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Discoveries in the lab
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Aradhana Parikh has made scientific discoveries this summer that could someday improve the lives of people suffering from epilepsy.
Parikh is a high school junior from Ahmedabad, the largest city in India’s westernmost state. She spent six weeks in Iowa City this summer doing innovative research in a biology lab as part of the University of Iowa College of Education’s Connie Belin and Jacqueline N. Blank International Center for Gifted Education and Talent Development’s Secondary Student Training Program (SSTP).
SSTP is a residential summer research program that places gifted high school students from across the country and around the globe in UI laboratories with faculty mentors as guides. Students conduct hands-on research and present a project or paper at the end of their stay.
Susan Assouline, a professor in the College of Education and the associate director of the Belin-Blank Center, says SSTP, which has been an integral part of UI programming for at least 30 years, allows talented students to be actively engaged in the research process and exposed to the life of researchers and academics. This year, the program drew 36 students from the United States, Turkey, Hong Kong, Italy, and India.
“We set it up for them to thrive, and the final product is proof of the approach’s effectiveness,” Assouline says.
John Manak, an assistant professor of biology and pediatrics who studies human disease, served as Parikh’s host and mentor during her six weeks on campus. He says his goal with the program was to showcase the life of a scientist.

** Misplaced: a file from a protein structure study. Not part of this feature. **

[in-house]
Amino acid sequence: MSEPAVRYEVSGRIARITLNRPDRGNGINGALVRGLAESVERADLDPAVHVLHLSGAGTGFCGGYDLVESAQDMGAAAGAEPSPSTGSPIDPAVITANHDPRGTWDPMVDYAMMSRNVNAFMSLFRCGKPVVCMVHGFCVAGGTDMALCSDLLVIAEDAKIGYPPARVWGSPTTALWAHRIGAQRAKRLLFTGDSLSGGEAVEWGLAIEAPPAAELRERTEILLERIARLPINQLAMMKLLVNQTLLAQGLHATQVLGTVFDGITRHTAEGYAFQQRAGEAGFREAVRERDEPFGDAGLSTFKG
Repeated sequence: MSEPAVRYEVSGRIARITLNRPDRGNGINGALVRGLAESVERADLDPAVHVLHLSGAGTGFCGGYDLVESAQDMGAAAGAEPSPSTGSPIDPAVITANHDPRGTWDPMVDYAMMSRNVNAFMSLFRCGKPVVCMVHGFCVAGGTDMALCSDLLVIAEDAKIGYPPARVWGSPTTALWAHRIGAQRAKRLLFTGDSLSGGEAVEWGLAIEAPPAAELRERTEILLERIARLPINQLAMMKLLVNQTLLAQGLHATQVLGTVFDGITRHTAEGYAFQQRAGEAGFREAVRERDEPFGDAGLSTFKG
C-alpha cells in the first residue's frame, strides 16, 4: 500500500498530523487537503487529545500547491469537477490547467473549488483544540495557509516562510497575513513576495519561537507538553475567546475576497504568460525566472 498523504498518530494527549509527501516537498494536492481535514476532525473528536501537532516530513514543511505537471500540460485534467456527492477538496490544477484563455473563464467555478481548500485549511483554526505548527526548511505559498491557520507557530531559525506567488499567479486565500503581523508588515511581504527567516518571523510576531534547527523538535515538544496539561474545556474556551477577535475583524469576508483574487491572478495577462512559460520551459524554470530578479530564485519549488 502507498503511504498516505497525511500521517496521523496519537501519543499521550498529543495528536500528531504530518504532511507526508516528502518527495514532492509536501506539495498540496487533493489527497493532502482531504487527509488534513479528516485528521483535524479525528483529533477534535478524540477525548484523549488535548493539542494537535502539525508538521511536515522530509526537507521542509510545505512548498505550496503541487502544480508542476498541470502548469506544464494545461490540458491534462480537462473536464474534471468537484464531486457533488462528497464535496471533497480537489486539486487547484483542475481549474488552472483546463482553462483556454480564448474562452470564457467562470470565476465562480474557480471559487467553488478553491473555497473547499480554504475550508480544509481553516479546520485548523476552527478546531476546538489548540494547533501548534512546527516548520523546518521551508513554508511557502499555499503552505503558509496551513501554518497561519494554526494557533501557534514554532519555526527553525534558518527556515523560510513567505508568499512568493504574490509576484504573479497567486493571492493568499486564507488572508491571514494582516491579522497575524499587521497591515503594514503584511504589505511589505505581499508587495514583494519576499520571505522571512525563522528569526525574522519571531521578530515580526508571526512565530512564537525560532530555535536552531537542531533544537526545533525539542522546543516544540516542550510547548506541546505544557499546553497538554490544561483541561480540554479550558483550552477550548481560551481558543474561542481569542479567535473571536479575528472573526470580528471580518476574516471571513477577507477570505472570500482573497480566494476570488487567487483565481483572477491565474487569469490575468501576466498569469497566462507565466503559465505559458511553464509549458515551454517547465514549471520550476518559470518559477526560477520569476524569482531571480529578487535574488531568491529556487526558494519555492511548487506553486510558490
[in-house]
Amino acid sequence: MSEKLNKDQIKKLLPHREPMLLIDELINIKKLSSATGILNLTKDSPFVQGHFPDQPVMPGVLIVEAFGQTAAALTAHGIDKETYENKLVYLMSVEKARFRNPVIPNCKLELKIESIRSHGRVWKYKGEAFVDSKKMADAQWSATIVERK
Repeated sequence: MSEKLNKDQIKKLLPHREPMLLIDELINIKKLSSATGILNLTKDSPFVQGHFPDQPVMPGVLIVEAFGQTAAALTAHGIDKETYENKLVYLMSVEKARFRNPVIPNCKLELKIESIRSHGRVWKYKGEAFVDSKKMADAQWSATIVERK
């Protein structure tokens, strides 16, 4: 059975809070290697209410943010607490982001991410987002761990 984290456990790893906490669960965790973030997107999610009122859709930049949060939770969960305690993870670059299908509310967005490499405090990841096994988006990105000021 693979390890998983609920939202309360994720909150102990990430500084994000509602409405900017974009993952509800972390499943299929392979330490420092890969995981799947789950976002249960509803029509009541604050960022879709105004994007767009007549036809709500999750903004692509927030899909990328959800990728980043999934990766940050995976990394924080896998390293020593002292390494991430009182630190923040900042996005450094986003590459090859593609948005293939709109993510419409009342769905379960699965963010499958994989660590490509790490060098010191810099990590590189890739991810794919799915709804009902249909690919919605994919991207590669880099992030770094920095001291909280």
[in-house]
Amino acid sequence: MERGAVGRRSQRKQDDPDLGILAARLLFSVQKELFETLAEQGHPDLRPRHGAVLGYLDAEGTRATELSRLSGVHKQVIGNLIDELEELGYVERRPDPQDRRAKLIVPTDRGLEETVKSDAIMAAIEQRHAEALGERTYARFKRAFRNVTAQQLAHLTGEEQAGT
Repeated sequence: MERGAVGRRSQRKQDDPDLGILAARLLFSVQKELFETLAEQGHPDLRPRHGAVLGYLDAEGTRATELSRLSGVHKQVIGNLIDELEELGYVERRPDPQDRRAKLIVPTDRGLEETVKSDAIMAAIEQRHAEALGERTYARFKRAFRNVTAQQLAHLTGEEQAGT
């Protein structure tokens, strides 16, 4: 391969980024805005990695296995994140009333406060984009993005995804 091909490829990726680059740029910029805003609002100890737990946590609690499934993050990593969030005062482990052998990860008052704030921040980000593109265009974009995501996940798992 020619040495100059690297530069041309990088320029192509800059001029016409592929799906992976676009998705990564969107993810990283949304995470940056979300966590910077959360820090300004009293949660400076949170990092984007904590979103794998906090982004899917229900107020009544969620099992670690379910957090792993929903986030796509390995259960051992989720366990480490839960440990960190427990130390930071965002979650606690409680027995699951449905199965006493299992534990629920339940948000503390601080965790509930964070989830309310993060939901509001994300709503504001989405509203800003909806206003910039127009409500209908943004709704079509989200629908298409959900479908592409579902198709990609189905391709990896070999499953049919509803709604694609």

“A lot of kids don’t really get a feel for what it’s like to be a researcher doing front-line research,” he says. “It’s the most gratifying career in the world, full of rich rewards.”
Parikh is following up on a study Manak recently co-authored that showed the same gene, when mutated, caused epilepsy in humans, mice, and fruit flies. Her task was to study epilepsy behavior in fruit flies, particularly in the early phases of fly development.
She discovered that the fly mutations predispose fruit fly larvae to be more sensitive to stressors such as heat. She also found that fruit fly larvae with one type of mutation are hyper excitable, a characteristic of epilepsy.
Parikh’s work and discoveries will make her a named author on a publication down the road and will inform research on new drugs to treat epilepsy with fewer side effects.
“That’s the level of science that’s going on here,” Manak says. “Her project in many ways is as high profile as many of the projects our graduate students do.”
Parikh says she’s enjoyed being able to discuss ideas with Manak and carry them out in the lab.
“It’s been fantastic,” she says. “I actually get to use my brain.”
Parikh says the most rewarding aspect of her SSTP experience is that the work she was doing has real-world implications.
“One of the great things about my work is that it’s so applicable to humans,” she says. “It’s gratifying to know that what you’re doing may have the potential to help people with epilepsy down the line.”